Tanner’s 1988 Olympic experience leads to long WinSport career

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When Mike Tanner came west from Ontario more than 35 years ago, it was all about skiing.

Little did he know the life experiences that awaited him.

“I literally drove west with $150 in my pocket, looking for a job to go skiing for the winter,” says Tanner. “I stopped in Calgary because I had a contact name for the operations manager here. I thought I would try to get a job to make a little more than $150 so I could keep going.”

Tanner is WinSport’s Executive Director, Facilities. That means all the facilities on WinSport’s 263-acre campus are under his watch. That includes the ski and snowboard hill, halfpipe, slopestyle course, Frank King Day Lodge, the Markin MacPhail Centre, with its four arenas, and more.

He got his first start in the ski industry working a couple of ski hills around Thunder Bay, Ont., while he was going to school. That included working the Nordic ski jump site at Big Thunder, making snow, and prepping the jumps for World Cups.

That’s when he decided to hit the road.

He pulled his old Mazda pick-up truck into Calgary in late 1986 – a few weeks before the pre-Olympic test events for ski jumping. The organization didn’t have any staff with ski jump site experience, so they called on the new guy.

“After two weeks, they said, do you want to be the supervisor of the jump site for the Olympics? I said sure, why not, how hard can it be?” says Tanner, who admits he didn’t understand the scale of hosting an Olympic Games.

“To me, it was just another event, another job. We pulled off the test events on the ski jumps. Then shortly after that, we had the freestyle aerials test event,” says Tanner. “They asked if I’ve ever built those before, I said no, and again, I thought ‘how hard can it be?’ So they put me in charge of that for the Olympics as well. I had the Nordic jumps and the freestyle aerials site, so I was in charge of seven Olympic events when I was like 23.”

Canada Olympic Park was one of the key venues from the 1988 Calgary Games, hosting ski jumping, Nordic combined, bobsleigh, luge, and two freestyle skiing events – aerials and ballet (a demonstration sport for '88).

“When the Olympics happened, it was a bit of a show and it was a whole lot of work,” says Tanner. “The weather was obviously not in our favour as one of the warmest Winter Olympics in history. They showed a split-screen where it was warmer here than what it was in Miami at one time."

Basically, the two weeks of the Olympics were a blur for Tanner, and he has enjoyed the evolution of Canada Olympic Park in the three and half decades since the Olympic flame was extinguished.

“COP has continually grown and adapted to more relevant sports to Calgarians and Canadians,” says Tanner, who is WinSport’s longest-serving employee with 35 years of service. “What’s been fun is to be here to build these new facilities and new sports, with all these additions we’ve made over the years and seeing them thrive and excel.”

He also takes pride in 1.2 million annual visitors to COP and the hundreds of thousands of people that have participated in WinSport’s programs and recreation opportunities.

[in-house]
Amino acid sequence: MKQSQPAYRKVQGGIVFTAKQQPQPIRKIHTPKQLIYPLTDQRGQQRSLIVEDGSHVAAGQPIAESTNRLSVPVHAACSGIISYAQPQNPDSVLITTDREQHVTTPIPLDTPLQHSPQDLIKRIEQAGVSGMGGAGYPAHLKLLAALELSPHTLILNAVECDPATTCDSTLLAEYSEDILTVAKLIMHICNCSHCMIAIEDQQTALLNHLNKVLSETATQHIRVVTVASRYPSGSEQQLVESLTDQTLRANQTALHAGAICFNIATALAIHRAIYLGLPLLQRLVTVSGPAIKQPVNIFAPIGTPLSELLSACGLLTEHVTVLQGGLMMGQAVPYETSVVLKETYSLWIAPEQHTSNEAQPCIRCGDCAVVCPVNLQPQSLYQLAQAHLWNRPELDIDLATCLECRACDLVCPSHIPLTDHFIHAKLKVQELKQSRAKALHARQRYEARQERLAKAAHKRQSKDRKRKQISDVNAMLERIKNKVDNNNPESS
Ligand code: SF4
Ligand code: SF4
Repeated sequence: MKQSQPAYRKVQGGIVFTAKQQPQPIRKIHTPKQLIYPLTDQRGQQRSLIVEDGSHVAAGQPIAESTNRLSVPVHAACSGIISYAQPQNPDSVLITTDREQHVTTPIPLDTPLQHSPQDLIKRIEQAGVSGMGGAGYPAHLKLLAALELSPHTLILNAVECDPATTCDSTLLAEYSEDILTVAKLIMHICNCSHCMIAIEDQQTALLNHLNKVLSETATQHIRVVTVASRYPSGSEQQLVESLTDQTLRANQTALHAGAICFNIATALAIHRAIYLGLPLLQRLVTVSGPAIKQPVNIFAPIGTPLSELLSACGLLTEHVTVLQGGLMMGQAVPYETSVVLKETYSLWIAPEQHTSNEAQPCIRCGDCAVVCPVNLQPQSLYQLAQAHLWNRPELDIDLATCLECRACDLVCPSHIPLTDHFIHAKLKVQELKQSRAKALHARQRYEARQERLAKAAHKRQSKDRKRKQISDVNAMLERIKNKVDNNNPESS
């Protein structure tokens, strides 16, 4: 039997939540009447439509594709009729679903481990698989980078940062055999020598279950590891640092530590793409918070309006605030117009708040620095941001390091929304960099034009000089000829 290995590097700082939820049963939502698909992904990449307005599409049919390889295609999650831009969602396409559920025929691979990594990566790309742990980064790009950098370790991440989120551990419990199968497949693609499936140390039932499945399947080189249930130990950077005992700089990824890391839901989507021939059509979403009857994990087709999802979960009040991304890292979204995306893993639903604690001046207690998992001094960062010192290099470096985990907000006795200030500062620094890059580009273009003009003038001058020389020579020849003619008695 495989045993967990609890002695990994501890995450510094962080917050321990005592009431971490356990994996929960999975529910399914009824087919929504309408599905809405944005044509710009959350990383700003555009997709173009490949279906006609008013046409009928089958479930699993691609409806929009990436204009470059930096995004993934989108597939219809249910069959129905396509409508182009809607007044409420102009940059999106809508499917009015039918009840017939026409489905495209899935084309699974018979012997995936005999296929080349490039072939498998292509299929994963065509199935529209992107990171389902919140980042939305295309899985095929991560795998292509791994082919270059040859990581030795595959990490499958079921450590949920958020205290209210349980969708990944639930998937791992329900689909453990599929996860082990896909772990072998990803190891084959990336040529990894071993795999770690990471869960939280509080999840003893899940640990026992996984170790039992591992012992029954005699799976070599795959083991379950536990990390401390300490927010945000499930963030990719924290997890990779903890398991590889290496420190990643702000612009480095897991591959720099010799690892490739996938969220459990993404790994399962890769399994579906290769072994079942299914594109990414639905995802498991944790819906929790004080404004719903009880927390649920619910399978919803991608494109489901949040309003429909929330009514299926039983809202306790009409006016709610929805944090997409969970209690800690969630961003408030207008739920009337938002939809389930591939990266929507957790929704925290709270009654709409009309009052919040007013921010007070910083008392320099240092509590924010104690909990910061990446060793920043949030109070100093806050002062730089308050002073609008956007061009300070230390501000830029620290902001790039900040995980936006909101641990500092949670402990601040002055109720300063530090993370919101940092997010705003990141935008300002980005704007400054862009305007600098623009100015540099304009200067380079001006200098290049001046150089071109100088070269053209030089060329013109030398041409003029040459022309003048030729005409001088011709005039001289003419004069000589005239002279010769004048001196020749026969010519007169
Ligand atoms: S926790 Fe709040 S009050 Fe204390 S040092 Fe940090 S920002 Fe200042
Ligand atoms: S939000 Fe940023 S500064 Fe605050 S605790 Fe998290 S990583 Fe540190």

“Looking back the fun part is that you are introducing all kinds of people to skiing and snowboarding and skating and things like that,” says Tanner. “They try freestyle or snowboarding or whatever activity. Some stick with it and carry on to become provincial competitors, then high-performance athletes, then Olympic athletes. It’s fun watching the whole progression.

“You can do the whole gambit here. When you host World Cups and know some of these kids grew up here and now they are competing in a World Cup at the place that you helped prepare, it’s special. It’s important to make sure facilities are here for the whole range from learning facilities to international competition sites.”

Tanner has been able to watch his own two boys – Daniel and Marc – grow up at Canada Olympic Park and enjoy what the facilities have to offer. They have moved their way up through the system, with the ultimate goal of going to the Olympic Games themselves.

Daniel, 23, is a member of Canada’s NextGen moguls ski team, while Marc, 20, is on the Alberta Provincial Team.

“Obviously skiing has been part of their lives since they were two and three years old. Since they could get on skis, they were here. They both liked it and enjoyed it,” says Tanner. “They took advantage of the programs here for cross-country, race programs, and freestyle programs. For some reason, they both gravitated to moguls skiing and they’ve had the ability to learn to ski moguls on one of the more challenging courses in the world that they grew up with.”

In addition to watching his own family enjoy the facilities, Tanner has also been able to witness generations of other families enjoy some quality time together.

“A lot of them end up bringing their kids here to learn to ski or snowboard, and some of them even end up working here,” he says. “It’s the whole long-term piece of what people can get out of Canada Olympic Park. They can come here for a lifetime.”